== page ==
Next, Dr. DeLeo says his group will shift away from PVL and try to determine exactly which toxin or other mechanism in S. aureus kills white blood cells and allows the spread of CA-MRSA infection.

Ken Pekoc | EurekAlert!
Further information:
http://www.niaid.nih.gov

More articles from Studies and Analyses:

nachricht Win-win strategies for climate and food security
02.10.2017 | International Institute for Applied Systems Analysis (IIASA)

nachricht The personality factor: How to foster the sharing of research data
06.09.2017 | ZBW – Leibniz-Informationszentrum Wirtschaft

All articles from Studies and Analyses >>>

The most recent press releases about innovation >>>

Die letzten 5 Focus-News des innovations-reports im Überblick:

Im Focus: Neutron star merger directly observed for the first time

University of Maryland researchers contribute to historic detection of gravitational waves and light created by event

On August 17, 2017, at 12:41:04 UTC, scientists made the first direct observation of a merger between two neutron stars--the dense, collapsed cores that remain...

Im Focus: Breaking: the first light from two neutron stars merging

Seven new papers describe the first-ever detection of light from a gravitational wave source. The event, caused by two neutron stars colliding and merging together, was dubbed GW170817 because it sent ripples through space-time that reached Earth on 2017 August 17. Around the world, hundreds of excited astronomers mobilized quickly and were able to observe the event using numerous telescopes, providing a wealth of new data.

Previous detections of gravitational waves have all involved the merger of two black holes, a feat that won the 2017 Nobel Prize in Physics earlier this month....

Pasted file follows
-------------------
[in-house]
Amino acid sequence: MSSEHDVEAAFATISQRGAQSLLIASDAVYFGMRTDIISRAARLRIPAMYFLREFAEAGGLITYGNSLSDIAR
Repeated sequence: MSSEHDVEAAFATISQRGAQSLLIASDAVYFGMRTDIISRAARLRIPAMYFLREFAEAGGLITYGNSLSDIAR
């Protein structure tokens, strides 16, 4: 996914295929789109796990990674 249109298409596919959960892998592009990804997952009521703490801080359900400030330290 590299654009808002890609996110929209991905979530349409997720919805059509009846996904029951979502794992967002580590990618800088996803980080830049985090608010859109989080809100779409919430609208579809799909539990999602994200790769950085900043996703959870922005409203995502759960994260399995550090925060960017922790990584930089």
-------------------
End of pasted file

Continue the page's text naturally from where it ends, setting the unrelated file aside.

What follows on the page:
Im Focus: Smart sensors for efficient processes

Material defects in end products can quickly result in failures in many areas of industry, and have a massive impact on the safe use of their products. This is why, in the field of quality assurance, intelligent, nondestructive sensor systems play a key role. They allow testing components and parts in a rapid and cost-efficient manner without destroying the actual product or changing its surface. Experts from the Fraunhofer IZFP in Saarbrücken will be presenting two exhibits at the Blechexpo in Stuttgart from 7–10 November 2017 that allow fast, reliable, and automated characterization of materials and detection of defects (Hall 5, Booth 5306).

When quality testing uses time-consuming destructive test methods, it can result in enormous costs due to damaging or destroying the products. And given that...

Im Focus: Cold molecules on collision course

Using a new cooling technique MPQ scientists succeed at observing collisions in a dense beam of cold and slow dipolar molecules.

How do chemical reactions proceed at extremely low temperatures? The answer requires the investigation of molecular samples that are cold, dense, and slow at...

Im Focus: Shrinking the proton again!

Scientists from the Max Planck Institute of Quantum Optics, using high precision laser spectroscopy of atomic hydrogen, confirm the surprisingly small value of the proton radius determined from muonic hydrogen.

It was one of the breakthroughs of the year 2010: Laser spectroscopy of muonic hydrogen resulted in a value for the proton charge radius that was significantly...

All Focus news of the innovation-report >>>

Anzeige

Anzeige

Event News

ASEAN Member States discuss the future role of renewable energy

17.10.2017 | Event News

World Health Summit 2017: International experts set the course for the future of Global Health

10.10.2017 | Event News

Climate Engineering Conference 2017 Opens in Berlin

10.10.2017 | Event News

 
Latest News

Terahertz spectroscopy goes nano

20.10.2017 | Information Technology

Strange but true: Turning a material upside down can sometimes make it softer

20.10.2017 | Materials Sciences

NRL clarifies valley polarization for electronic and optoelectronic technologies

20.10.2017 | Interdisciplinary Research

VideoLinks
B2B-VideoLinks
More VideoLinks >>>